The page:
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IRS garnishment and unfiled

Portland, OR |
Filed under: Debt

If the IRS is garnishing my wages for unpaid (and unfiled) taxes for 2009 and 2010) for the total of about $6900 bucks. Is that what I owe them? After that is paid do I owe them any additional monies for those years or is that it??

I plan in the next few weeks to get all 4 years prepared and filed, obviously I also owe for 2011 and 2012 so not sure what that will add up to.

But for the 2 years im being garnished for, is that it?

Attorney Answers 3

  1. There is no possible way we can tell you what your tax liabilities are. You need to see a CPA or tax accountant and get straightened out.

  2. For 2009 & 2010, the IRS files (based on the W2s and 1099s they received) whatever the highest possible liability could be for the years they assess. This is done in some part to motivate you to actually file the taxes. When you actually file these taxes, in many situations (but not all) you may actually owe less than the unfiled / unassessed taxes. The best advice is to get your taxes filed and to continue to file every year moving forward, preferably with a tax professional's help. Best of luck.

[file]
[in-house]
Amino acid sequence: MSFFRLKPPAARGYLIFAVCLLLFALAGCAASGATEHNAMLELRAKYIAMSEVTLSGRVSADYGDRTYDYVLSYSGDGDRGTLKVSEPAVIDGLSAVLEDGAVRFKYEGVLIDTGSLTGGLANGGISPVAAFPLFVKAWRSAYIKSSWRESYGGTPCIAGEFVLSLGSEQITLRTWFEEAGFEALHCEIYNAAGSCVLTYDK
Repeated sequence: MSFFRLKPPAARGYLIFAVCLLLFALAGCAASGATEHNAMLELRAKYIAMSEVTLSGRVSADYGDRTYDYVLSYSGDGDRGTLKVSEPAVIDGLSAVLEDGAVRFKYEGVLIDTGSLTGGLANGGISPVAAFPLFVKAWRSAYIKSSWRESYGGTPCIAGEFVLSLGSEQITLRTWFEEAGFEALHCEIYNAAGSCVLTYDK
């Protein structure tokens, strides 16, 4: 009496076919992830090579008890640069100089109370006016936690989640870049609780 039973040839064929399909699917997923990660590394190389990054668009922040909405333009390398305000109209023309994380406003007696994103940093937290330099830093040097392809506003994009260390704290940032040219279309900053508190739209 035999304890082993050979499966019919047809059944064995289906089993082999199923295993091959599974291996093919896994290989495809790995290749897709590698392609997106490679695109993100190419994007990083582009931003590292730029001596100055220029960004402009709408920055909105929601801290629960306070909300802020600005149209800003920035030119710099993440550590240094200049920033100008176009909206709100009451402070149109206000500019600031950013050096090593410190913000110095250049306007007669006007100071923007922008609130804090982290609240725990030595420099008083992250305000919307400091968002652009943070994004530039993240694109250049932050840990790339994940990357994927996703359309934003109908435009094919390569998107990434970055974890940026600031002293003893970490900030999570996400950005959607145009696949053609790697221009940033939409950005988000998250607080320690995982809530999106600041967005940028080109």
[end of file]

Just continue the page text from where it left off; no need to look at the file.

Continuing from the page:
3. $6,900 is what the IRS says you owe them based on the information available to them. That may or may not be true, and nobody here will be able to tell you without a lot more information.

    You can stop the IRS from garnishing your wages, but to do so, you'll probably need to agree to pay at least some of the back taxes one way or another. First you should file returns for the missing years and hopefully lower the underlying tax owed. You might end up owing nothing, or owing more. I really can't say at this point.

    After filing returns, you should weigh your options and, depending on your financial situation, try to enter an Installment Agreement (a monthly payment plan), make an Offer in Compromise (settle the debt for less than the amount owed), have the IRS declare the debt uncollectible, or pay in full. I have no way to predict what options will work for you. Speak to a licensed tax professional and discuss your situation in more detail to be certain of what options are available.

    Robert Hoffman is a tax attorney licensed in California. The information presented here is general in nature and is not intended as a substitute for legal advice. This posting does not create any attorney-client relationship with the author. For competent advice about your particular situation, consult your own attorney.

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